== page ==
Saturday, January 24, 2015

0 Mindee Arnett, author of POLARIS, on treating writing more like a craft than an art

What did this book teach you about writing or about yourself?

With POLARIS I learned two critical things, both of them more affirmations than revelations. The first is that even when the writing is hard you have to push through it. That might seem self-evident, but it’s one of those things where you don’t really know what “hard” is until you’ve run smack into. The affirmation aspect of this is that I learned that I can push through it. I was in a very hard place emotionally when I started work on POLARIS, and it didn’t go away throughout the whole process. Some of it was struggles in my personal life and some of it is what I call the post publication blues. All writers get them and they are awful—the mean reds times a thousand. But the great thing is that even when it’s hard, the writing is always worth it. I’m proud of POLARIS, despite all the struggle or maybe because of it.

Secondly, I learned that it’s okay to channel your own emotions into a story. Like I said, I was in a very dark place when I wrote this book, and a lot of that darkness translates to the page. The main character Jeth struggles a lot in this book. I’m downright awful to him at times. But ultimately, I think that emotional struggle has a big payoff in the end, both for me personally and for the reader, I hope.

What do you hope readers will take away from POLARIS?

Like I mentioned above, POLARIS is a dark book, way darker than AVALON. The characters get hit with a lot. I don’t pull any punches. But my hope is that readers will tough out the hard parts and decide that the end was worth it.

How long or hard was your road to publication? How many books did you write before this one, and how many never got published?

My road to publication was both long and hard, but also fairly typical for most writers, I think. Over a period of about seven years, I wrote four complete novels (complete = beginning, middle, end and some revising, although not nearly enough), all of which did not sell. They still haven’t sold. They’re not worth going back to, they’re so bad. I also wrote dozens of short stories, some of which were published and many that never were. For those first four books I sent out a bunch of queries and received a bunch of rejections. But once I wrote my fifth novel – The Nightmare Affair – everything started to move fast. I sent out about 10 queries, and I found my agent in that first round. Less than two months later, I had a book deal.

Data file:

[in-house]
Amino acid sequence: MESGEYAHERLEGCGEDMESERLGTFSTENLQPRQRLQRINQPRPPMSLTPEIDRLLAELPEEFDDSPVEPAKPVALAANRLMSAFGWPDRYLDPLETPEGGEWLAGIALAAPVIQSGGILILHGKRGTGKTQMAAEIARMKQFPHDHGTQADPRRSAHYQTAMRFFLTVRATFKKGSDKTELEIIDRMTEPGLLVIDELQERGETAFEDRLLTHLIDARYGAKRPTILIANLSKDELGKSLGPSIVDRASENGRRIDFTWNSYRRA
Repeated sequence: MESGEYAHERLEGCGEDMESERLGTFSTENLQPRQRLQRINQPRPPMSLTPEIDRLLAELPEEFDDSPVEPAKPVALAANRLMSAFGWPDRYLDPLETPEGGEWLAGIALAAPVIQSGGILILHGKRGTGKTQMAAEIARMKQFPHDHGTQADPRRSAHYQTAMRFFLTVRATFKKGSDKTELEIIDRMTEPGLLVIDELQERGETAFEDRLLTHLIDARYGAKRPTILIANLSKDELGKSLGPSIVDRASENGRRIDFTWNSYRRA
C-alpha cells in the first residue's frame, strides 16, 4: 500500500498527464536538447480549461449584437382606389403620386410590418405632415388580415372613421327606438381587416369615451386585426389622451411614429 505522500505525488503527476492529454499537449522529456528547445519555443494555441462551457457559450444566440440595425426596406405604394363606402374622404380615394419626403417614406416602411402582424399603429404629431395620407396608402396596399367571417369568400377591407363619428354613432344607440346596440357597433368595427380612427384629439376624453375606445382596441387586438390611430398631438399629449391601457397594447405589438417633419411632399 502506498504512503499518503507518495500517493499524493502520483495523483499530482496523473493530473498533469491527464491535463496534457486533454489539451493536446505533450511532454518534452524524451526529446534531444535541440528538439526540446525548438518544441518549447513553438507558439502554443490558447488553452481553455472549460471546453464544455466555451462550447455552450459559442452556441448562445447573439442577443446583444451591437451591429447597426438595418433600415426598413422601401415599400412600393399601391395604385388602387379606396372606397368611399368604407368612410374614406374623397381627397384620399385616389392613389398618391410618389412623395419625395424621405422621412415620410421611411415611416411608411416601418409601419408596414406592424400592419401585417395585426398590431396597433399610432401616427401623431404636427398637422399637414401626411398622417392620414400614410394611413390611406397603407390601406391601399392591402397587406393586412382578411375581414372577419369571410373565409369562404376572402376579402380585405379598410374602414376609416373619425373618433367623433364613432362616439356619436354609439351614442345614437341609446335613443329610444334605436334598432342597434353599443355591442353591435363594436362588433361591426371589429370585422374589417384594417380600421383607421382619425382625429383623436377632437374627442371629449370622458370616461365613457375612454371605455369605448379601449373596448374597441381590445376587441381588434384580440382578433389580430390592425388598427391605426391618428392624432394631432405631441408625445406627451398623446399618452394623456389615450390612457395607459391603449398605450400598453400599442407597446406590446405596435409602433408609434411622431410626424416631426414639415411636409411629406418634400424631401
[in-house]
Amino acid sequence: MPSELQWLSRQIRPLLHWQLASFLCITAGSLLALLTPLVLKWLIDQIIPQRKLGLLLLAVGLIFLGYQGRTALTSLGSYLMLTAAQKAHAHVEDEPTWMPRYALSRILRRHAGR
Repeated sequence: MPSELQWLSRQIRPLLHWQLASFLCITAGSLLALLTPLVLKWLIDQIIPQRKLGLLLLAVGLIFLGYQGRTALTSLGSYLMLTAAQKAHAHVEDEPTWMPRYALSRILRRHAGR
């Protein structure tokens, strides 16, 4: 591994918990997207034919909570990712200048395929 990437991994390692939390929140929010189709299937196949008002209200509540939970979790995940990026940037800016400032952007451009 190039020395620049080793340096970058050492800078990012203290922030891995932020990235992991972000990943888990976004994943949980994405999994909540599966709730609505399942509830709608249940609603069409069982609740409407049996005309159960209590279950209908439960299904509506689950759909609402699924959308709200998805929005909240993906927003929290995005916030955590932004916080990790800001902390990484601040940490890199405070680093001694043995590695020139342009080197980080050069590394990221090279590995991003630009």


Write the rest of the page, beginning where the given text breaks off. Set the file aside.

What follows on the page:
What advice would you most like to pass along to other writers?

The only advice I ever have to give is always self-directed first. And the most important advice I ever gave myself was that you must learn to treat writing more like a craft than an art. Don’t get me wrong—it is an art, and no amount of technical skill will a good novel make—but if you don’t actually study the craft, attempt to learn some of the why/how/what behind the creation of your art, you’re going to have a very hard time getting better at it. You know? Without skill and study you end up trying to do the same thing over and over again, expecting a different outcome each time. This is basically what happened with my first four unpublished novels.